BERLIN (Reuters) - German health authorities on Thursday reported the first confirmed case of the new Omicron variant of the coronavirus in the capital Berlin, only days after several cases were detected in southern states of Europe's most populous country.
Dilek Kalayci, health senator in the state government of Berlin, said there were also several more suspected cases of the new Omicron strain in the city of 3.6 million people.
So far, little is known about the new variant, but there is a risk of a further spike in infections due to a faster spread of the virus, Kalayci said in a tweet. "My plea: Reduce contacts! Keep distance! Wear a mask!", she added.
On Wednesday, the public health office in the southern state of Baden-Wuerttemberg said four people had tested positive for the Omicron variant even though they were fully vaccinated against the coronavirus. They had only mild symptoms.
On Saturday, two cases of the new Omicron variant were detected in the southern German state of Bavaria.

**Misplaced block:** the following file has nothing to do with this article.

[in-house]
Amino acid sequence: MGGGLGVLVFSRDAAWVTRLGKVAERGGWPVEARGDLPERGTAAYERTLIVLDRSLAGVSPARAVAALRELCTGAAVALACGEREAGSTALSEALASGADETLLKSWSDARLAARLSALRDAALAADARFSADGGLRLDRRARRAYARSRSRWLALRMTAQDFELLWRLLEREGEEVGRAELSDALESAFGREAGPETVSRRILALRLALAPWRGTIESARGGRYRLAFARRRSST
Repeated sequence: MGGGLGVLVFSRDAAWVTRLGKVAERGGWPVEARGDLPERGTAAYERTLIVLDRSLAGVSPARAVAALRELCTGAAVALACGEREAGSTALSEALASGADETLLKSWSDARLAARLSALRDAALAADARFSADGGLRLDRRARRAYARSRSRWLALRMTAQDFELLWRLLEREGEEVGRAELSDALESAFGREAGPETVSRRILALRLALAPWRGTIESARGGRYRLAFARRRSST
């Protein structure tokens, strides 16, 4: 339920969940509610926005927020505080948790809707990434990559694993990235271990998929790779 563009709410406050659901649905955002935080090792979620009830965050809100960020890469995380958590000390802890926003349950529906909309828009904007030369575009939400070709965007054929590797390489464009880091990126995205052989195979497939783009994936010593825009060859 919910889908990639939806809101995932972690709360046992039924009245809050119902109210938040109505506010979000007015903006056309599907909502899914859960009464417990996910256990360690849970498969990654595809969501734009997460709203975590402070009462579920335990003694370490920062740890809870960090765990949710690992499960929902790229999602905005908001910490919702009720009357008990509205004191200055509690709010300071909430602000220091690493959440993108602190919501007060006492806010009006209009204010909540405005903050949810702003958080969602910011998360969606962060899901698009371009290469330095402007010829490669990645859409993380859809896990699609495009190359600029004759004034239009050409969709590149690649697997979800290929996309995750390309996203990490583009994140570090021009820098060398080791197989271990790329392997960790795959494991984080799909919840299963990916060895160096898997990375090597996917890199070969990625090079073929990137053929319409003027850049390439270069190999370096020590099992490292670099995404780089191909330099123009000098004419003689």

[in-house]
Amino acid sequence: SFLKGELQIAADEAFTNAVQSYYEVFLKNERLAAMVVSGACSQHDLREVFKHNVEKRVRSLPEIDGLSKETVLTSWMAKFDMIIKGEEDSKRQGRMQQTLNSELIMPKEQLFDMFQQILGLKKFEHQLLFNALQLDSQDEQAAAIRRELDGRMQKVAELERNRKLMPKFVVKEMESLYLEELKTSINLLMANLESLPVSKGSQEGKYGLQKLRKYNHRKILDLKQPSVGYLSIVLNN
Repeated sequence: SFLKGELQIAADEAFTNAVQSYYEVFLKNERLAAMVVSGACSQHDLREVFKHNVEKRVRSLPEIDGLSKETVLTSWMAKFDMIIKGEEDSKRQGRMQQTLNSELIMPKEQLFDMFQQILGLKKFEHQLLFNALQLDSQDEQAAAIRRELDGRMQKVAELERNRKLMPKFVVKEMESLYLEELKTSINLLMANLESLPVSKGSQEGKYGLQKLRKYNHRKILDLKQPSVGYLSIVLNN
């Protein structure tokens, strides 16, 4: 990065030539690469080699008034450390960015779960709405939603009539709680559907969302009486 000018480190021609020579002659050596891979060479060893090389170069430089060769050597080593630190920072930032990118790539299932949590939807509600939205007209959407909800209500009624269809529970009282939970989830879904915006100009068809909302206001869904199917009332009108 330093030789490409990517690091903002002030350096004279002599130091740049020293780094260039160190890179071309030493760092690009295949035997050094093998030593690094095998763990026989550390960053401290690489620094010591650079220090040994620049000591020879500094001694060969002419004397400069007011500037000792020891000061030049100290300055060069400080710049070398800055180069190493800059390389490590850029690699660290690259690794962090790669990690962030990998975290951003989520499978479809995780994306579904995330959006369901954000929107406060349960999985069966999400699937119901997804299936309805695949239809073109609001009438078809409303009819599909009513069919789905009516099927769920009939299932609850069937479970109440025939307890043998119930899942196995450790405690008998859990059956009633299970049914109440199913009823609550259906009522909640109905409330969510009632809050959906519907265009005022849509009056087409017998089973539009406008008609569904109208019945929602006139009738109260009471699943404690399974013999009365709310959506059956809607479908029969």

Fears about the Omicron variant have pounded financial markets and created doubts about the speed of the global economic recovery. Shares fell on Thursday, and crude oil futures extended losses.
Outgoing Chancellor Angela Merkel and her successor Olaf Scholz on Thursday agreed with leaders of Germany's 16 states to bar the unvaccinated from access to all but the most essential businesses such as grocery stores, pharmacies and bakeries.
The measures, which are meant to break a surge in daily coronavirus infections exacerbated by the discovery of the Omicron strain, also include steps to pass legislation in the national parliament to make vaccination mandatory.
The fourth coronavirus wave has hit Germany especially hard in light of its relatively low vaccination rate below 70%.
Health authorities on Thursday reported more than 73,000 new infections and 388 deaths. Germany, with a population of more than 83 million, has reported nearly 6 million infections and more than 102,100 deaths since January 2020.
(Reporting by Michael Nienaber, editing by Richard Pullin)